Youngsters celebrate New Year taking heritage walk in city

Bhubaneswar, Jan 1: Taking a New Year resolution of sorts, as
many as 25 participants, mostly youngsters, today took part in the Ekamra Walks
discovering the untold tales behind monuments in the Heritage District.

Interestingly, one NRI professor from Arizona State
University, US, three tourists from Kerala and four visitors from Kolkata were
part of today’s heritage walk.

The visitors also
visited the temple kitchen inside Ananta Vasudev Temple and saw the traditional
preparations of delicious dishes in pure Odia style. In fact, in the entire
Ekamra Kshetra Ananta Vasudev Temple is known for its traditional kitchen and
people often make a beeline to take the `prasad’ inside the campus or just take
them home inside traditional pots made of clay. The clay pots are known as
`kudua’ in local Odia.
Like last week’s performance flutist Jagat Ranjan Patnaik
came with select morning `raagas’ on his instrument as a `jugalbandi’ to the
historic event, inside the precinct of Mukteswar Temple. The visitors, before
taking the walk listened to Jagat’s melodious composition.
He also beautifully played Mahatma Gandhi’s famous prayer
“Vaishnav jan to, tene kahiye je..’’ and it was very much appreciated by the
participants. After Mukteswar the group went to Parsurameswar and then saw the
early morning scene on the Eastern bank of Bindusagar lake and proceeded to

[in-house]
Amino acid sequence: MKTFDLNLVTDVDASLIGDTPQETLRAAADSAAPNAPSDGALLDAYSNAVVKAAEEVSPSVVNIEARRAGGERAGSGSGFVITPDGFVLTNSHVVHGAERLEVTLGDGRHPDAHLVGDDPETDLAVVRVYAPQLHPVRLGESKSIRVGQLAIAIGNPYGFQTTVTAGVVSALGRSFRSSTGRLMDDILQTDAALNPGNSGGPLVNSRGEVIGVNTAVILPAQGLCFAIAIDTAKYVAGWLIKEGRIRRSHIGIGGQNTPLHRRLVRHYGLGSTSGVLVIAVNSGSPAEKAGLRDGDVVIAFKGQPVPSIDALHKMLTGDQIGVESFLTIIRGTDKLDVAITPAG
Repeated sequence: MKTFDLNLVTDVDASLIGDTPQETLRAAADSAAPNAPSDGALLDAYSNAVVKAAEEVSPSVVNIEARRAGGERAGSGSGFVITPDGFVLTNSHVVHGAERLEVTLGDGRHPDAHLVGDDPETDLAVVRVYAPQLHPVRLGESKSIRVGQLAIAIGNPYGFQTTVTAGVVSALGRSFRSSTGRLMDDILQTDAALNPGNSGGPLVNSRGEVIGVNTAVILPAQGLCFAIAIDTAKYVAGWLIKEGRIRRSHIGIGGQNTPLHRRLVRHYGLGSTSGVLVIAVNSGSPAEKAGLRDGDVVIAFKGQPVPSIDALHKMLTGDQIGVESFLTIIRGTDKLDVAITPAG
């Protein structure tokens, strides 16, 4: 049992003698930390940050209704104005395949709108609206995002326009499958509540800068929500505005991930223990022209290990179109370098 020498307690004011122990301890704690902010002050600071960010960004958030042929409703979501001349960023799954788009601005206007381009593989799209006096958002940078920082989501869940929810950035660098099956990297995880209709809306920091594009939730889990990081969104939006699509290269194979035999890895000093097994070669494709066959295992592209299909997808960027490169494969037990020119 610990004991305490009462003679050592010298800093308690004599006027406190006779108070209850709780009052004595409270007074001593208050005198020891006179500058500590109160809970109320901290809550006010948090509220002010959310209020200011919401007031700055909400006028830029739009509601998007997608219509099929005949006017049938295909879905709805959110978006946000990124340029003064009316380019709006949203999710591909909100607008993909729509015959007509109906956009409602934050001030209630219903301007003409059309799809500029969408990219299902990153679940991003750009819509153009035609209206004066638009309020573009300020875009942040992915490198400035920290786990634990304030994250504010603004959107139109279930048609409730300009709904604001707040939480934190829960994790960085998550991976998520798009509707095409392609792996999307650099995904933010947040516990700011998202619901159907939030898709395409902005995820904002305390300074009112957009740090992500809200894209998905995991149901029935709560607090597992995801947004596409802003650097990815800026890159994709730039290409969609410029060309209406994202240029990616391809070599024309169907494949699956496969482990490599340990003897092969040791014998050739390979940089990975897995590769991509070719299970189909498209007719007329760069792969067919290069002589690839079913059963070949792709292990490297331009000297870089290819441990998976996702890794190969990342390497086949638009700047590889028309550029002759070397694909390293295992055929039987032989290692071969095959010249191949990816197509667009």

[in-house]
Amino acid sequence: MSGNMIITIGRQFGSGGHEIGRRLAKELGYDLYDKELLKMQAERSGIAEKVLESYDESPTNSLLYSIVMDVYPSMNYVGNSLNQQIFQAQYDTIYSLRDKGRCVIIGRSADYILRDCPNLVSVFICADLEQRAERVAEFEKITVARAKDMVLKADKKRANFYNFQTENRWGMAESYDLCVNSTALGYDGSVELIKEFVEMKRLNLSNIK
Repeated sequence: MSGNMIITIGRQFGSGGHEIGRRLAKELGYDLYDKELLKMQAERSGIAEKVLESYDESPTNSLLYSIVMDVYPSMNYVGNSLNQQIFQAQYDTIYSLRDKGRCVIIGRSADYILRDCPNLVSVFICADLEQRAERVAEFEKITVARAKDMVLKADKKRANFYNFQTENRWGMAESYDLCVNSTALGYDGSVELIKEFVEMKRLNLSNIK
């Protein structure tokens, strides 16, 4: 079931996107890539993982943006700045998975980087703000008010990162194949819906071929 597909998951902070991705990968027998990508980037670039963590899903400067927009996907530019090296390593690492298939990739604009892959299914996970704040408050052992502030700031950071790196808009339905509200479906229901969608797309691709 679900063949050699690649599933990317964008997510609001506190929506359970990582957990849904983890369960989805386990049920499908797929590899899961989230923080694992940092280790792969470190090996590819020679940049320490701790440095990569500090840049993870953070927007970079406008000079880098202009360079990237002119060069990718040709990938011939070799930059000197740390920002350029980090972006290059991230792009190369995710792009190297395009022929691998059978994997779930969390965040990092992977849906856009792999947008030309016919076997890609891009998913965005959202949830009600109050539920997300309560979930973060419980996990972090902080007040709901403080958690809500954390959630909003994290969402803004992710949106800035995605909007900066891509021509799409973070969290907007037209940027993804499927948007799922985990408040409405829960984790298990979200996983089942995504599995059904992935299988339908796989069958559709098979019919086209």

Ananta Vasudev Temple.
After the trip to Ananta Vasudev Temple the group visited the
traditional guest house or `Dharmashalas’ for budget pilgrims coming to the
Temple City from all corners of the country. The walkers were surprised to see
the old world charm of the `Dharmashalas’ and there architecture. After the
Ananta Vasudev Temple on the Eastern bank of Bindusagar there are two prominent
The visitors also took a walk near Lingaraj Temple, saw it
and Parvati Temple from the Northern Gate’s platform for foreign visitors, and
visited the beautiful Chitrakarini Temple and then entered the narrow lane of
Suka-Sari Temple. They watched the traditional temple building work by the
artists engaged by the Archaeological Survey of India. In fact, all the temples
made of huge stone blocks were joined with a traditional paste made from lime
stone. The visitors were surprised to see the craftsmanship of the stone artisans
from a village near Dhauli.
They also saw the old Sanskrit College, took a walk along the
Parikrama along the Holy Bindusagar Lake, saw the Mohini Temple along the
Parikrama, being repaired by the Odisha State Archaeology and then reached
Vaitaal Temple.
 After visiting the
unique Vaitaal temple, the tour to medicinal plant garden was a knowledge-based
experience as the senior Forest officer Ashok Mishra explained in details about
the design, concept and theme of various segments of the garden.

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